If you’re sitting there thinking, “shit, I don’t want to be a business owner, but I am one.” If you’re like, “fuck, I have a website. I hung out a shingle, and I fucking hate every piece of what it takes to be a business owner.” That’s probably why.  If you don’t even know how to log into your website because you ignore it and hope people will come to you. Or think, “I don’t want to pay for advertising, or I don’t want to pay a copywriter to help me do something that I don’t know how to do and write better copy and do better marketing. I don’t want to do any of that.” Then I’m really sorry. I’m really sorry if that’s you right now. I bet there are a lot of you. I talk to clients all the time that are in that boat. Don’t freak out yet. Try to deal with the deflation and the welling up tears that are happening right now, but don’t freak out. If you have a visceral aversion to commerce and selling and marketing and all of it, you might have a bias or understanding problem.

Part of my job is to show you how much there is to love about owning a business. It’s such a loaded concept, owning a business, or being in business or being an entrepreneur. We all close our eyes, and we see the assholes on Shark Tank, and we see the dumb shits that are standing there in front of them. We all have these pictures of what business means. Maybe we had a parent who was a shark of a business owner. Maybe we see people on TV or whatever it is. We have these associational connections to like what we think business ownership is, what financial success is, what we think all of these things are. Until you can unpack those biases and notice whether they’re legitimate biases or actual legitimate loving, you have to understand everything it takes to be in business before you can make an accurate judgment.

I invite you to do that. You probably never have. I keep using this example because it happens to have come up a couple of times recently, and I have several healers client base right now. If you’re somebody who’s in the healing arts, If you want to be a healer, or, let’s use an acupuncturist. I was having a conversation with a client who’s an acupuncturist recently. This is something she was going through, where they don’t teach you this at acupuncture school any more than they teach it at coaching school, or design school, or copywriting school, or any of the places where people learn things that people go into as Solopreneurs whether they’re brick and mortar or online.” They don’t teach you about business.

They teach you maybe one little unit on marketing, but they don’t express what it takes to be in business for yourself in that modality, whatever it is. Like. I think it’s such a huge mistake. All those vocational schools out there, if you want to hire me for a workshop, let me know. I keep hearing that over and over again. It’s like, “oh, you should teach at these places. They need to hear this.” It’s true. Why don’t they? Why don’t they say, “hey, you want to be a therapist? Well, guess what, you’re going to spend roughly 20 hours a week marketing yourself. Are you up for that? Or maybe you should get a job at an institution someplace. If you don’t want to do that if you’re not up for that.”

Part of my job is to help you learn how to love business. I want you to love it. There’s so much to love. It can be so fun. There are so many challenges in layers and interest and risk and enthusiasm and connections, and there are so many cool things to love about being a business owner.  I want to invite you to do that. That’s a huge reason why this podcast exists. I want you to see the ways in which you can do things on your terms and love them and have it not be so hard all the time.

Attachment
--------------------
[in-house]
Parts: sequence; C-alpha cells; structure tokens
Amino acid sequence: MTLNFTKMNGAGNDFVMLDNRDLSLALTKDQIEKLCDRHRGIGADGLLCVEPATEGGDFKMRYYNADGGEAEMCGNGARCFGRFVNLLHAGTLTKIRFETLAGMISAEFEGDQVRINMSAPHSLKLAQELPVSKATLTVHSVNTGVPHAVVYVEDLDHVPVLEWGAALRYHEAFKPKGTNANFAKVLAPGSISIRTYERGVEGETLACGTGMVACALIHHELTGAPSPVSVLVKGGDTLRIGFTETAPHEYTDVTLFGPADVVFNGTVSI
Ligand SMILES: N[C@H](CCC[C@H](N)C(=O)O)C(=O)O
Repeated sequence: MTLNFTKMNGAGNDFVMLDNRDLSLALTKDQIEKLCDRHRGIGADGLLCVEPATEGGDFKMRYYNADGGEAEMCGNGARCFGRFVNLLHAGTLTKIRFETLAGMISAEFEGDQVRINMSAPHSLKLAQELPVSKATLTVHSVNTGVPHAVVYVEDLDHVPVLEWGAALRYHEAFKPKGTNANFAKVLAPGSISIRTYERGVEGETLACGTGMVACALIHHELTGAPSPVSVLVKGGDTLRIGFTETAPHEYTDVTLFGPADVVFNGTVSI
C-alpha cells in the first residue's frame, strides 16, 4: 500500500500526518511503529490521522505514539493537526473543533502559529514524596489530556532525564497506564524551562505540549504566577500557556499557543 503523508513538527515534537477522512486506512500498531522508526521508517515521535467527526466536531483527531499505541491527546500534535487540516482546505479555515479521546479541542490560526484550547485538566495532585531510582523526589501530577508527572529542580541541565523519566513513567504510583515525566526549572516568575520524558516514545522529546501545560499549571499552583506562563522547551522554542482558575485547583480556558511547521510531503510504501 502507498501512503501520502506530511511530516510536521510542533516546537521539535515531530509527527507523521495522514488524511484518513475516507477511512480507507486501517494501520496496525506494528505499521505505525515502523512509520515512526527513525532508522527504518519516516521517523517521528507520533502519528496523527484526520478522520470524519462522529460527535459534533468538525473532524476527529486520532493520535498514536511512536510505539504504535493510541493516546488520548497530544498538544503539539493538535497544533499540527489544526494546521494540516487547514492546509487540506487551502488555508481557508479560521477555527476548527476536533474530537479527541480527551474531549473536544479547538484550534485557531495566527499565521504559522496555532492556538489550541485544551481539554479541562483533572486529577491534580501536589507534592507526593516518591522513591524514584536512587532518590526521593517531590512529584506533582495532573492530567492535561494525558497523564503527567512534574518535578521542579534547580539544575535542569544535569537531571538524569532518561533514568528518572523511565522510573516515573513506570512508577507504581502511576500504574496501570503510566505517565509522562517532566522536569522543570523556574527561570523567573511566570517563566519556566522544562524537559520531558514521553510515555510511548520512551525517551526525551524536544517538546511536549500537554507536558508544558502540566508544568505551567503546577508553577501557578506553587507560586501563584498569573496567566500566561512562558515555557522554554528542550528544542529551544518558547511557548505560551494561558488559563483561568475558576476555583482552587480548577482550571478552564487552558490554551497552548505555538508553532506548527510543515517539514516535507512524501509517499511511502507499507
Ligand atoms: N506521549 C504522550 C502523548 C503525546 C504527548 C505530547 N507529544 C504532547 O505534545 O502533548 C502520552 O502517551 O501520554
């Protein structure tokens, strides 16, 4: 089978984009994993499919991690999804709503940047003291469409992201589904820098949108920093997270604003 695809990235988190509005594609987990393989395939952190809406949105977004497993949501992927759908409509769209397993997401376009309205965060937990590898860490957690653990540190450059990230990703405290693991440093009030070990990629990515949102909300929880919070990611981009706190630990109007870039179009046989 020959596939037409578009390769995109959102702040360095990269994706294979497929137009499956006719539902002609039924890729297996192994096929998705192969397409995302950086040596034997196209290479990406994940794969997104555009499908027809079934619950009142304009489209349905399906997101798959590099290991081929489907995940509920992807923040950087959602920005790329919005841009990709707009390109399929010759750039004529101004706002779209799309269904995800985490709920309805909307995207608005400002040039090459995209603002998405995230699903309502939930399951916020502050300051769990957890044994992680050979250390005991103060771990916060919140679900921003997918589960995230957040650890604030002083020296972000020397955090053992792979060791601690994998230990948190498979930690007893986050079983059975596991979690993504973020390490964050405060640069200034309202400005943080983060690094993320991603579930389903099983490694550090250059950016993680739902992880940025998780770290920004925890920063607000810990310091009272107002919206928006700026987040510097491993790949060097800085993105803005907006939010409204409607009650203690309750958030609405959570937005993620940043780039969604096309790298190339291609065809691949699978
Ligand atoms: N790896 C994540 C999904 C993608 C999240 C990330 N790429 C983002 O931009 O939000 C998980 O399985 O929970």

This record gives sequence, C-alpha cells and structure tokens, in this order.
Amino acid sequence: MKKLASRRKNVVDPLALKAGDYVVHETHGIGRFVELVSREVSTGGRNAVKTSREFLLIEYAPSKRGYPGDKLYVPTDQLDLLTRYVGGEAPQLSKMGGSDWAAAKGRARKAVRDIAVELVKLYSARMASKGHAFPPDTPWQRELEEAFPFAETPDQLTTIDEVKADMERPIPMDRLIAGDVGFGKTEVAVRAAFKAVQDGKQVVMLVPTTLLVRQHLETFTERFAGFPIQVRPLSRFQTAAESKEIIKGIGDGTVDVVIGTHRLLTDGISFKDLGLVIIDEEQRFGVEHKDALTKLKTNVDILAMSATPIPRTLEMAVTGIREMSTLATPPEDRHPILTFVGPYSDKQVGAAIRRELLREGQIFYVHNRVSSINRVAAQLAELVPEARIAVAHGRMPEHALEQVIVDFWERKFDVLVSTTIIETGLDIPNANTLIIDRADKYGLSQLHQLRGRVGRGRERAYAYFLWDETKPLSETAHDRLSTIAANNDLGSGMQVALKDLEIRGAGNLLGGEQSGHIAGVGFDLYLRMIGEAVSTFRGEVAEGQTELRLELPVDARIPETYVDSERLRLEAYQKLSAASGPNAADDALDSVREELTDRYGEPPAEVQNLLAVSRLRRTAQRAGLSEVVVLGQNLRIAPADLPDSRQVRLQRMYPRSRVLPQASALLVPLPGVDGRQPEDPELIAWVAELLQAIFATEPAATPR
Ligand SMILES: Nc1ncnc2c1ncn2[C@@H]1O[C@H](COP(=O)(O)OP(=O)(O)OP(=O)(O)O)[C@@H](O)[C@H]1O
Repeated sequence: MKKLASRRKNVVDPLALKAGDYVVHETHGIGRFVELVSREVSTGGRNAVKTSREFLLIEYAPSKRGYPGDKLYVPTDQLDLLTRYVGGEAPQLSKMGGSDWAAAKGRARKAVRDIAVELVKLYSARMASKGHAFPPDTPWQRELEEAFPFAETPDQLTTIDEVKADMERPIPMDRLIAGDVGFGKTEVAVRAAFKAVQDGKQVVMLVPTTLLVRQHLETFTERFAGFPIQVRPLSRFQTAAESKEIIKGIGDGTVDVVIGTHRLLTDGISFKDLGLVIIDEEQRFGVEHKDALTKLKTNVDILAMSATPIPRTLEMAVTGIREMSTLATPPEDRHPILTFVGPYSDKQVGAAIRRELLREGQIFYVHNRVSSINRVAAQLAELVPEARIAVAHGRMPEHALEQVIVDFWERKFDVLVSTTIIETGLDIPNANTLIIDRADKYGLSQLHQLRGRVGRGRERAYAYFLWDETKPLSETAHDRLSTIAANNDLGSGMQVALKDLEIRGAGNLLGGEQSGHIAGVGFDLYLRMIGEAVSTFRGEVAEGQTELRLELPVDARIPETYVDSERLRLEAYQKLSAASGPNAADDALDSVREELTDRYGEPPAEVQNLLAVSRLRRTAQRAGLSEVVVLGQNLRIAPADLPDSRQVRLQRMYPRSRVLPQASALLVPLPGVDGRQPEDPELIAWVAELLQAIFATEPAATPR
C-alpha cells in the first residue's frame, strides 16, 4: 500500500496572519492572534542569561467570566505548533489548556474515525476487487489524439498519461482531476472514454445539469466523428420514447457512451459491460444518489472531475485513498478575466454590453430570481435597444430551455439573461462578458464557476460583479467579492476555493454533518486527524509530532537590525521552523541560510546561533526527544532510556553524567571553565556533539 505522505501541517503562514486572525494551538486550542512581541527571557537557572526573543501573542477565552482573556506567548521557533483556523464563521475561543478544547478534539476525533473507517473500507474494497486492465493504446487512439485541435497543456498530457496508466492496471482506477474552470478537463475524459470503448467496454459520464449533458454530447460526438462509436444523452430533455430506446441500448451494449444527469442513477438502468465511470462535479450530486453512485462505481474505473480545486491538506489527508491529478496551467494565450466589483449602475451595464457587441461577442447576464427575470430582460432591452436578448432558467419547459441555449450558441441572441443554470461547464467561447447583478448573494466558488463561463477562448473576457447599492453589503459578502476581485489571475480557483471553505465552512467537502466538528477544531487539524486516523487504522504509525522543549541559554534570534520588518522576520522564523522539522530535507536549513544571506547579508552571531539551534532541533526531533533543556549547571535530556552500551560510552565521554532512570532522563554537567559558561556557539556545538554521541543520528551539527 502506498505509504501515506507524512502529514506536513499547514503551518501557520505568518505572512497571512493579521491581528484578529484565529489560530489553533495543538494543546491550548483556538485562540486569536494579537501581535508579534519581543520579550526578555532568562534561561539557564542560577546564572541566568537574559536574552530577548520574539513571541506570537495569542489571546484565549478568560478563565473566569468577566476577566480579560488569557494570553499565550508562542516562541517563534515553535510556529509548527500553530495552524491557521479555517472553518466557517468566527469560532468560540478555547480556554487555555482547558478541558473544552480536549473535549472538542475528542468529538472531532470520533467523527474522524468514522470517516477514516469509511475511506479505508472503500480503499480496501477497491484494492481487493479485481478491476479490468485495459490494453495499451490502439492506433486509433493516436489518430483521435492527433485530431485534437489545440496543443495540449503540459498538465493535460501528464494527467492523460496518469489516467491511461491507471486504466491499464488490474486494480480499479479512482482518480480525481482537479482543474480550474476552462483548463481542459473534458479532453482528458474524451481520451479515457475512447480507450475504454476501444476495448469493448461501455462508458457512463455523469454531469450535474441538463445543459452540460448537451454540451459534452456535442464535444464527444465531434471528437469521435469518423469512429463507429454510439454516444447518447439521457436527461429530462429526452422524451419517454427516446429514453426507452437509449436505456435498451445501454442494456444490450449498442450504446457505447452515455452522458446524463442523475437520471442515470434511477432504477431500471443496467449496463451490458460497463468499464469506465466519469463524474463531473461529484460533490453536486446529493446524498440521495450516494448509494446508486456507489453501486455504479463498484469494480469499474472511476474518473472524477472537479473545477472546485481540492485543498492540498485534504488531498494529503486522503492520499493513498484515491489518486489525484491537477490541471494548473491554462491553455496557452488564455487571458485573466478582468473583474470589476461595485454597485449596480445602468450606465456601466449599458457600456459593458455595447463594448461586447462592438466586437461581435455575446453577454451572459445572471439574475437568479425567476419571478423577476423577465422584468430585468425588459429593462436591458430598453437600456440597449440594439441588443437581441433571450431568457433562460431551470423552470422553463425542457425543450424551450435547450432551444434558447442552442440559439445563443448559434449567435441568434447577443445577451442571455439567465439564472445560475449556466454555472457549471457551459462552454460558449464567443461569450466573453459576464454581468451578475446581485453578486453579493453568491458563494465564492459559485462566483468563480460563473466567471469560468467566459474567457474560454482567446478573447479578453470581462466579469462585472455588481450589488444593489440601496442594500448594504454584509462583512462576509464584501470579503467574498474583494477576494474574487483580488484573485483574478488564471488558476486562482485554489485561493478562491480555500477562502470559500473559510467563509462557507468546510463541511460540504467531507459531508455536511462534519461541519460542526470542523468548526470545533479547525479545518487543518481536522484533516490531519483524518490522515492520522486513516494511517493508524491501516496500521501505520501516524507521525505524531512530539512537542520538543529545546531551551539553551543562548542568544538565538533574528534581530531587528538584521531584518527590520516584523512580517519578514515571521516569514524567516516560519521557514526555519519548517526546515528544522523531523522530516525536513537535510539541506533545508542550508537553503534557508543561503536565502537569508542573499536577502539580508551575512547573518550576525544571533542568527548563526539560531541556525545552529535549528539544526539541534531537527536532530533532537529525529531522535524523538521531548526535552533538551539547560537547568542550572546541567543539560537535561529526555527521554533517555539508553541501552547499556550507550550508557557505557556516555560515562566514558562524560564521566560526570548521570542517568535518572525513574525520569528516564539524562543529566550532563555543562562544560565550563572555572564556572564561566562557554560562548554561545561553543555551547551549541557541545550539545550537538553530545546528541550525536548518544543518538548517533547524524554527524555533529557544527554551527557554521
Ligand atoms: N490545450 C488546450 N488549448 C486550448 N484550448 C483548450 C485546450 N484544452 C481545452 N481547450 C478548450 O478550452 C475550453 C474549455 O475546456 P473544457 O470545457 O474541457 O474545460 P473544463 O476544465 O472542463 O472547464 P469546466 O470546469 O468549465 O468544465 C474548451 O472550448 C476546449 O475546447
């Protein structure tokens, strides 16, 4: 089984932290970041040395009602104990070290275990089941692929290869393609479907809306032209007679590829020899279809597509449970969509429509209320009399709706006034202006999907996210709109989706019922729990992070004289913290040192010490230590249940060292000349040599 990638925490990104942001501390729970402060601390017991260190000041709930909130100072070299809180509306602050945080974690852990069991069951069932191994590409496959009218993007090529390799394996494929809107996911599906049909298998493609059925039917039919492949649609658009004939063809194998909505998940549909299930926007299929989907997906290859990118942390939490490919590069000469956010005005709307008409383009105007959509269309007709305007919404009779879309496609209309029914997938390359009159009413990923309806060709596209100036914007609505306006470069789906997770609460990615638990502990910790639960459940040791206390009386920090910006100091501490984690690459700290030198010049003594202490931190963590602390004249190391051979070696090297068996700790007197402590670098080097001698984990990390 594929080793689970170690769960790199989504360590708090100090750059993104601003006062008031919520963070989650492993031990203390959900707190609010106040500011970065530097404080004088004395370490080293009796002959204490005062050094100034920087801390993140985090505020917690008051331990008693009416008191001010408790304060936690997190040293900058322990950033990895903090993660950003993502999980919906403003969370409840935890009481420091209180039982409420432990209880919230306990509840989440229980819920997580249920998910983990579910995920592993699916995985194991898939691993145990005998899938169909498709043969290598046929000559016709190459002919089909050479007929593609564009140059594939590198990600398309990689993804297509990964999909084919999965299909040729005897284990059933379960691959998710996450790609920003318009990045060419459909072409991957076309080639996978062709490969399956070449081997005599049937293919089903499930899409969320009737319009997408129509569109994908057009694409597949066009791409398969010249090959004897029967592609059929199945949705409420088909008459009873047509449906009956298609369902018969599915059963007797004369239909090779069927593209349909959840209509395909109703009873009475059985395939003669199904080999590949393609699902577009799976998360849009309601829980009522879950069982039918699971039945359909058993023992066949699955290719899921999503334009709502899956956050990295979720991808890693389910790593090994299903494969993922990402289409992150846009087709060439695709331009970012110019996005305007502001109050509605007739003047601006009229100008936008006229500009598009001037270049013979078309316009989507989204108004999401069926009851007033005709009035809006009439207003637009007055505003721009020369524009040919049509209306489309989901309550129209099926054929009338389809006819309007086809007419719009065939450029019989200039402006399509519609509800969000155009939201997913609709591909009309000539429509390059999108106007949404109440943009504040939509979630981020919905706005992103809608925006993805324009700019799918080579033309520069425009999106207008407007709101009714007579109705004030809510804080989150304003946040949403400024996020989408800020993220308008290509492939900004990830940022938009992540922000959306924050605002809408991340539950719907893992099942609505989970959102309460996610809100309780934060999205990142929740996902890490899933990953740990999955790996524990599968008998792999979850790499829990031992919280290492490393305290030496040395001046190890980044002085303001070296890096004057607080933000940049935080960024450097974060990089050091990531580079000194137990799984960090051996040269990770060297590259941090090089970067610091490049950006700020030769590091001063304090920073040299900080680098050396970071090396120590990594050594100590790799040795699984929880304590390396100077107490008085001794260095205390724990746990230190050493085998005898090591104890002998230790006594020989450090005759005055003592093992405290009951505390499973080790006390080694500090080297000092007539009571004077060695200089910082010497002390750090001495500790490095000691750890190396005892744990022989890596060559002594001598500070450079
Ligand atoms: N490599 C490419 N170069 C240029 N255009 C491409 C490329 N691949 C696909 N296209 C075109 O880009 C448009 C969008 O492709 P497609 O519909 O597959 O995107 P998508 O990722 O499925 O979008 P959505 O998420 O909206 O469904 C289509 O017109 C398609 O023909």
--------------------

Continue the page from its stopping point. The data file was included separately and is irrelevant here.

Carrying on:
If you learn how to love the business side and you offer something people are willing to pay for, you might have a chance at making a living doing what you love, but you’ve got to find all those layers. You have to make peace with them and find them all in alignment together. That requires help. That requires education because thinking about how much education you got to do whatever the thing is. Think about how long it took you to learn that, and then you’re going to throw out a shingle and go, “Now I’m a business owner,” but you’re not going to do any of the learning. Fuck that. I went to school for business. I learned this stuff. It’s hard. It’s complicated. My brain is packed so full of information that I hardly ever use sometimes, there’s a lot of layers and permutations to understanding business, and critical thinking is core to all of it. If you haven’t learned how to do all that, you’re creating a situation where, of course, you’re going to hate it because you see other people who make it look easy because they learned it.

You can learn it. That’s why I’m here. That’s why people like me exist so that we can teach you. Let us. On our next episode, we’re going to start that process in a whole new way. We’re going to dig into all the things there is to love about business. It’s going to be a super fun bullet point list, and I’m not talking like freedom and all that. There’s the surface stuff that we all know. I’m talking about how to love all the things that you think you hate. So join me, won’t you, and thank you for joining me today.

Thanks so much for hanging out with me today. For more information, visit www.thegoodbusiness.co or www.yourlifesworkshop.com.